The “east coast” vs. “west coast” schools of synth design?
Right. [East coast] has a keyboard because that’s what most people want to play. [West coast] didn’t because synthesizers should have a controller that connects to their unique sound possibilities. Well, we know which one won the Darwinism battle. The main thing, though, is chicken-or-egg; getting enough people willing to spend the hours to develop the muscle memory to play your alternate controller, and they’re not going to do that unless they’re pretty much guaranteed that the thing is going to be around. I used to point to the Chapman Stick as an example. Here is this cool bass-guitar hybrid thing that Tony Levin played, but aside from a small group of enthusiasts it’s not really in the musical instrument repertoire now.
What do you think of the prospects for alternate controllers in general?
Well, the Seaboard is better because it’s keyboard-based. It’s kind of like a black-and-white keyboard on steroids. Don’t get me wrong—I really want to see things like the Seaboard and the LinnStrument take off. One of the first accessories I ever built for my Minimoog was a light-based controller, in fact. It’s similar to what I’ve always said about the idea of MIDI 2.0: If you could get Yamaha, Korg, Roland, and maybe Nord to do it, game over. Everybody else would have to sign on, just like the first time around. But I also think that as-is, MIDI is good enough to do anything you need.
I’ve seen how your booth at NAMM is just mobbed. I’ve seen the adulation when 20-year-olds in an indie band recognize you. I’ve seen this happen to Tom and Roger. In the first heyday of synthesis, it didn’t seem like the synth designer was a personality—except possibly Bob Moog. Now, you guys are treated like rock stars. Is that a new feeling?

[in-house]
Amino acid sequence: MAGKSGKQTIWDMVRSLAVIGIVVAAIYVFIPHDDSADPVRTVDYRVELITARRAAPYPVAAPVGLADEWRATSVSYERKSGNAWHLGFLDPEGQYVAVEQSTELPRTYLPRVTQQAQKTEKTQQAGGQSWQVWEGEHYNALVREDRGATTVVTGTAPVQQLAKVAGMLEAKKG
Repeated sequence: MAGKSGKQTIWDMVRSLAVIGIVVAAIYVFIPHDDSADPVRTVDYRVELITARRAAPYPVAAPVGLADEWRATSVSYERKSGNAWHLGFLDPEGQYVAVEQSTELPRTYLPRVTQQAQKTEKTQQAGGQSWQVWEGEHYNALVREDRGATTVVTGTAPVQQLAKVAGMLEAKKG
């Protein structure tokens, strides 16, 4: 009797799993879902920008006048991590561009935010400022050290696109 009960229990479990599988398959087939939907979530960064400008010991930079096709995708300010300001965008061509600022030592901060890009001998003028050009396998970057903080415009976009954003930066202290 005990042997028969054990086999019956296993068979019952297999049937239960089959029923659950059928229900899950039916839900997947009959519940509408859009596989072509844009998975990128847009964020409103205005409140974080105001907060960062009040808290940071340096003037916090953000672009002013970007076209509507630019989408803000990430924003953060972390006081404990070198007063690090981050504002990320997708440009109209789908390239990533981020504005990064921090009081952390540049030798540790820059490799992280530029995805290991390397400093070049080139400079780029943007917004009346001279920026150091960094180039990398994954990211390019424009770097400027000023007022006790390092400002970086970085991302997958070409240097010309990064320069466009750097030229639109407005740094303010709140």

A lot of it is about longevity and history. Bob started ten years before we did, and this is going to sound kind of silly but his name was simple to pronounce—even though most people mispronounced it! It became the Kleenex of synths. People looked at any synth and went, “Is that a Moog?” When I came out with the Prophet-5, I didn’t have that history, and I was actually the only one that didn’t use my name. Moog, ARP, Linn, Oberheim—pretty much everybody else did. So of course nobody knew who I was, even the second time. “Dave Smith Instruments, what’s that? The Prophet guy? Oh, cool.” Just like everybody loves old synths, they like the old synth designers, too!
It’s funny you compare us to rock stars, because there’s a big parallel between bands and synth designers. How many bands did something 20 or 30 years ago that was really cool and ever since, they’ve been trying to record new albums? Go to a show and they want to play the new stuff but the audience only wants to hear the old stuff. I get that even now. People come up to me at the booth and only want to talk about the Prophet-5, even as they’re surrounded by new instruments. It’s having to prove later in life that you can still be relevant, just like somebody in a band. Some bands like Radiohead or U2 do this successfully, but many still tour based on what they did 20 or more years ago.
So I think why we get treated like that now is because if we haven’t so much reinvented ourselves, we’ve been able to reproduce what we did before with instruments that people actually like and use and that have modern convenience and stability. It’s a good combination, and we also have the name recognition that comes from history, since the mindset in our industry is very “vintage.” It shouldn’t be, but I’ll take it!